But if there isn’t a national lockdown and if the vaccination drive is seemingly successful, then you would reckon that there is a probability that you would may add back?
My key message to foreign investors is, you may not have bought as much of India as I would have done in the second half of last year because when India rallies, they rally very quickly. So, this is an opportunity to add to what you didn’t buy last year that would be my main message. I think one should assume until proven otherwise that the vaccines have some efficacy against these new variants because there is a practical problem of rolling out vaccines in emerging markets on a scale because of the large population but I personally think that India can do it quite more effectively than many other developing countries. We also need to remember that India has one big advantage than the many other emerging markets, that is, India has the vaccines. India manufactures the vaccines and that’s a big difference than many other countries in Asia.
One quick word on the non-equity side, India’s central bank has been right at the forefront and has probably done a very good job, I wanted to understand your view there, and part two of my question is, there’s this talk of this global bond inclusion, which might come to the rescue of the Indian bond markets, would you believe that?
Well yeah to me because the policy in the G7 world has not been friendly to bond investors. This very aggressive monetary fiscal policy in the G7 world doesn’t really give you huge investor confidence in bonds whereas your policy in India. The policy has been most conservative in China, which is why I’ve been recommending Chinese bonds to global investors. My formal recommendation since the end of March last year has been for investors to sell all their G7 government bonds and buy Asian government bonds. I have 60% weight in the Chinese 10-year in my global sovereign bond portfolio and I have a 20% weight in the Indian 15-year. So to me, the Indian bond market is reasonably attractive on a relative basis, and yes, I think there’s hope that India will start to be included more in the bond indices like China has been and if India is included that will definitely open up more capital inflows.
Do you reckon the Indian central bank has ticked all the right boxes, anything that you would expect the central bank to do more?
I think the central bank has been there and has got it right. Obviously in the Indian central bank, credit growth slowed sharply last year in India. In that environment, it doesn’t make sense to worry too much about inflation because you’ve got a sharp slowdown in credit growth but obviously you’ve got rising food prices in many parts of the world and the lockdowns of last year, aggravated food price inflation in India. So that’s another reason to be wary of lockdowns but ultimately it’s very hard for central banks to manage food prices because then inflation is not a monetary phenomenon. That’s why it may make sense. I believe the Reserve Bank of India’s target is headline inflation but in that sense it may make more sense for the RBI to look at core inflation. I’m not criticising the Indian central bank as I’ve got as about 20% weighting in India, in my global sovereign bond portfolio.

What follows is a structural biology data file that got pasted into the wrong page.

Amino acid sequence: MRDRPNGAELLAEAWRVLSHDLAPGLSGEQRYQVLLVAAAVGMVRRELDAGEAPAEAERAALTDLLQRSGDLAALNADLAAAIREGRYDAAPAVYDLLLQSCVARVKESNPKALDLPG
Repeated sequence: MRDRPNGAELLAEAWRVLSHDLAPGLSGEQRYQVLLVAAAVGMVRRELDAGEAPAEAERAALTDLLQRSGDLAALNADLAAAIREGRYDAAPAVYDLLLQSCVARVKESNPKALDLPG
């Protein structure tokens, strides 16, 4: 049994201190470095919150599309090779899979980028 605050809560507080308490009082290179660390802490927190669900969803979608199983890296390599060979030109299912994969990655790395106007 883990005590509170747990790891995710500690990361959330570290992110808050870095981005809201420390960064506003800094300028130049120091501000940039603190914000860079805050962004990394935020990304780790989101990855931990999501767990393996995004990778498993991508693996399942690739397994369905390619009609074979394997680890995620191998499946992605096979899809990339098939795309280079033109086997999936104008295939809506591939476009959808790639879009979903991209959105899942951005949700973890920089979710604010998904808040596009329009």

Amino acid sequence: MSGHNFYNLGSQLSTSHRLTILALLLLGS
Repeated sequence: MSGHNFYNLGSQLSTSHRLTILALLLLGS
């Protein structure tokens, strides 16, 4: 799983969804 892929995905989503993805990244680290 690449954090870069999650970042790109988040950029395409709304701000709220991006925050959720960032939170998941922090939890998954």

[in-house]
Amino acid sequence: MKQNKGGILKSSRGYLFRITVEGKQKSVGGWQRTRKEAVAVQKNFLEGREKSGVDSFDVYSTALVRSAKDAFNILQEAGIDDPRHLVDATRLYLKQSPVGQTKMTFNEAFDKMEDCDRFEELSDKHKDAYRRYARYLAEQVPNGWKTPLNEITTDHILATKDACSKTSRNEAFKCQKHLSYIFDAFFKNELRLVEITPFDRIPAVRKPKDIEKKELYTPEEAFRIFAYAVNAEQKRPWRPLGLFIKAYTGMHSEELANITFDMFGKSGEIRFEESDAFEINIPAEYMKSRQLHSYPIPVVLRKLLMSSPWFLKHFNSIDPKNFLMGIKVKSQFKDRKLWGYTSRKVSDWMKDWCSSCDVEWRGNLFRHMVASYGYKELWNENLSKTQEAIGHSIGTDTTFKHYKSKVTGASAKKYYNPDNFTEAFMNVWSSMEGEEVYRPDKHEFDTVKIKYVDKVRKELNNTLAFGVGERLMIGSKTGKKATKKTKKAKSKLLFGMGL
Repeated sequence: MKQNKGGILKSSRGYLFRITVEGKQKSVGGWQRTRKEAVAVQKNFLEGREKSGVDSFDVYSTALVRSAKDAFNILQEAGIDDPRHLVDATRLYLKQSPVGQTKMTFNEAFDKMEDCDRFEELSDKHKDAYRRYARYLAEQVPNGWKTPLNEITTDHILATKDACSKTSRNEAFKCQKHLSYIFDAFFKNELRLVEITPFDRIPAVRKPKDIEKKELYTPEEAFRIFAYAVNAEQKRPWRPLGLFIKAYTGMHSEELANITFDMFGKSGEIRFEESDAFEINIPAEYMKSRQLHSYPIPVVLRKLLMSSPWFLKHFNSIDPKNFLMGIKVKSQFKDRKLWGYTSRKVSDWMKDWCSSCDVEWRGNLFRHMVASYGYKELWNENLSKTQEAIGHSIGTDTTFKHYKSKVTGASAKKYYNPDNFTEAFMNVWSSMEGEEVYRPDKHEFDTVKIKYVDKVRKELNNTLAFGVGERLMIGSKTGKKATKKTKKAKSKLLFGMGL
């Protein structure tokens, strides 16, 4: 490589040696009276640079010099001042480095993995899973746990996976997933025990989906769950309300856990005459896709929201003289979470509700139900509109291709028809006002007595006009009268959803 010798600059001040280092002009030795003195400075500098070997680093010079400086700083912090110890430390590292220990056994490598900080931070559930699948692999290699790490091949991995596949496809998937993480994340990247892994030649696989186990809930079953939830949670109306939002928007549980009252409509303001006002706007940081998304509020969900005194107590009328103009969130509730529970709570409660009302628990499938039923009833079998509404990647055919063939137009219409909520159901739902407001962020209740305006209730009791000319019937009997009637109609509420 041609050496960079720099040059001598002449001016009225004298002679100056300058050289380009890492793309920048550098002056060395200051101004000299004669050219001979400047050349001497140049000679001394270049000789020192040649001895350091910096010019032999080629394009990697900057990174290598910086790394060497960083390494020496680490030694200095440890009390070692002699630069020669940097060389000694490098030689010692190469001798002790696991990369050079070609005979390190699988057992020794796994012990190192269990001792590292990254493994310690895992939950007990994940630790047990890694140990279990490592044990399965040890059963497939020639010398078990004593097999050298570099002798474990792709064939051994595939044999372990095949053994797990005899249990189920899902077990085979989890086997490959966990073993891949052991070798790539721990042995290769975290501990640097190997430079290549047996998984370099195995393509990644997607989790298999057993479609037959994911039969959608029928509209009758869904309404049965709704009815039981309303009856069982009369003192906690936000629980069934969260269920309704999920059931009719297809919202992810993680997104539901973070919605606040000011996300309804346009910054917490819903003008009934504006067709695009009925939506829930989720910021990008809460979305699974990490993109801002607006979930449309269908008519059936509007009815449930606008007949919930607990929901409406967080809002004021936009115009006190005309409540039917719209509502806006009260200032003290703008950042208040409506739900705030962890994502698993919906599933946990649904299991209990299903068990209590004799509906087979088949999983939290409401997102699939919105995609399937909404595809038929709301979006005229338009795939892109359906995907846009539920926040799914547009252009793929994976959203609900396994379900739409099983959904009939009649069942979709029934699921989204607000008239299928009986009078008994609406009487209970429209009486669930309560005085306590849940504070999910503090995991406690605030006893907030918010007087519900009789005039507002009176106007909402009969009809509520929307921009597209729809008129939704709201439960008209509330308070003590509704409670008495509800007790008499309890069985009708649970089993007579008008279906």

One final question and that’s a bit on the micro. You’ve been a long proponent of real estate in India. You just told me that you’re not negative on banks if anything you are positive on cyclicals. Can you tell us the current stance, presuming that everything goes as per plan?
While the property market was definitely based on what the data I’ve seen from my colleagues in India, Jefferies office, clearly the property sector was really looking at last like it is finally turning after this multi-year bear market. You’ve had massive consolidation in the developer space because of all these policies—be it RERA or GST. So, there has been a massive consolidation and probably I’ve never seen it in any economy in my life actually. So there has to be a long-term opportunity for the developers who have survived the consolidation. Clearly, we’ve now got another setback cyclically with what’s going on but to me the property market is the obvious area to act as a multiplier for the economy and generate employment. I’m telling foreign investors that if I am meaning one or two core sectors in India and I’m not a specialist, the core sectors have to really be things like private banks and insurance. They have long-term growth stories. Property is interesting but it’s obvious these have a little bit high-beta.
What about global cyclicals, the metals and the IT companies?
You’re getting pushback on this view, but I would be surprised, personally if the cyclical rallies over because I still believe just that the pent-up demand can be huge in the U.S. One statistic of American households, the data shows that they have been financial beneficiaries of the pandemic, because they’ve received more money in handouts than they’ve lost in income and a lot of this demand is pent up because they’re really not being allowed out to spend. So, I think this is why the demand can really surprise on the upside as you come out of this pandemic. The big risk to my view is vaccine efficacy.